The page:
I tried my hand at full-time freelancing for a while and it’s a very dangerous game to play. When I first started out, I couldn’t believe how much income I was bringing in during my first 2-3 week span. It didn’t last. The money might be great for a while, but I couldn’t handle the droughts where no business was coming in. I needed the stability of a bi-weekly paycheck.
3. I didn’t want a short tenure on my resume.
I had only been at that company for about six months when I reached the breaking point. I typically don’t stay at any company for less than one year unless there are some very unusual circumstances. It’s very difficult to answer “Why did you only stay at this company for a few months?” in a job interview without sounding like you aren’t a committed team player. It’s even harder to answer the question, “Why did you leave this job?” I highly discourage lying during interviews. HR professionals talk to interviewees every single day. They know when you’re telling the truth and when you aren’t. Trust me.
So what happened in the aftermath of my double-rejection within the span of 18 hours? I did no job-hunting for a week or two. I needed some time removed from the job-hunting scene to recharge my batteries and come up with a new plan of attack. It was incredibly refreshing to not have to worry about applications and cover letters for a few weeks. Then one day in May, I saw an ad in the newspaper for a position that interested me. I applied on a Thursday. They called that next Monday for an interview on Wednesday. I went to the interview with the attitude that I didn’t really care at all if I got the job. I even grabbed the wrong suit that morning (an old one that didn’t fit me very well). I must’ve looked awful, but I didn’t sweat it because I didn’t really care either way. Two days later, I accepted their job offer and ended up working there for a few years. Job seekers, if there’s one thing to take from this frustrating story, it’s that you never know what opportunity is just around the corner.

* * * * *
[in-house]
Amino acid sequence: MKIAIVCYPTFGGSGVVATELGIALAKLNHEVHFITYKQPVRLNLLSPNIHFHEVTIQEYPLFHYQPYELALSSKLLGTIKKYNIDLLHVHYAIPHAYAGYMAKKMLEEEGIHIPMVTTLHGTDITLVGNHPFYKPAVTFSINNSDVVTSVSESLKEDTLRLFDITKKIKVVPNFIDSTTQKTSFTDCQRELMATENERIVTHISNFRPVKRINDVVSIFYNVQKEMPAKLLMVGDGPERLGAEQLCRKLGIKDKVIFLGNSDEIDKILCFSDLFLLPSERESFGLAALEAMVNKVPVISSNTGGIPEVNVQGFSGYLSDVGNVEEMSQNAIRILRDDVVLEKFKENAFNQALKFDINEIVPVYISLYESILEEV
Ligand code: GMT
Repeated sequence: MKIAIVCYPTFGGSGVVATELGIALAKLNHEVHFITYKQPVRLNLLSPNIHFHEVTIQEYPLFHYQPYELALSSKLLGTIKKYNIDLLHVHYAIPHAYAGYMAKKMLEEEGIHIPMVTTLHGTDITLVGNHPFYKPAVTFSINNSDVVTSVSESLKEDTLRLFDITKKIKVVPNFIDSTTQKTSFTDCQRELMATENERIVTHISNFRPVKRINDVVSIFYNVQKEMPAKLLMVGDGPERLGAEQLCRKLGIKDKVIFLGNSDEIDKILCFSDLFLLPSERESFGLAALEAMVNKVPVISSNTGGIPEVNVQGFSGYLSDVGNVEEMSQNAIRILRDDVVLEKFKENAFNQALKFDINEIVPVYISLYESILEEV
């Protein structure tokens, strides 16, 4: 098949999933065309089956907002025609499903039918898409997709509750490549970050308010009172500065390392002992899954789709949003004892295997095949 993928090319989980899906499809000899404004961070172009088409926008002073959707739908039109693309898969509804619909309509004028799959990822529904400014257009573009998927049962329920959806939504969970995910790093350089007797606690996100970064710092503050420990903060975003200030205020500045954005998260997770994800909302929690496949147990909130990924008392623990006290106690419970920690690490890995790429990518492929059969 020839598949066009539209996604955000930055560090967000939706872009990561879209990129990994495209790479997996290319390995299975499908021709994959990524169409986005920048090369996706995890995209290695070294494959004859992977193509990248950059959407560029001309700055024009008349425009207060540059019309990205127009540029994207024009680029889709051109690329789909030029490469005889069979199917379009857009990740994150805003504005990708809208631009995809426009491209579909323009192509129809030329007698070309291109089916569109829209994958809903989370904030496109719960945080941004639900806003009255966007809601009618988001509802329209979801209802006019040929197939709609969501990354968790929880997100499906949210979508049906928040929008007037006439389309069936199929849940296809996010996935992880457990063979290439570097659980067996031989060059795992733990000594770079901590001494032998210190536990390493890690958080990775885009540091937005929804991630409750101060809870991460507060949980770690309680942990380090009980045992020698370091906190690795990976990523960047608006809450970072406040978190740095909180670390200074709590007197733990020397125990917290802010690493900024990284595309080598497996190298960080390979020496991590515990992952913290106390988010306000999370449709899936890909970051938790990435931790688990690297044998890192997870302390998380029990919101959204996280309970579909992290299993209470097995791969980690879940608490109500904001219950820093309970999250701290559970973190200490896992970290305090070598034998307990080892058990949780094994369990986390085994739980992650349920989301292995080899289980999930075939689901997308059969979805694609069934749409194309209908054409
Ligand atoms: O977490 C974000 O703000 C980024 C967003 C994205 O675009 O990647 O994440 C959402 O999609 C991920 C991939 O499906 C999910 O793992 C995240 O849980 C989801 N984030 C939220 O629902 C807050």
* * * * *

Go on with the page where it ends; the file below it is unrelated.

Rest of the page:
What are some of your experiences with job-seeking rejection? Please let us know in comments!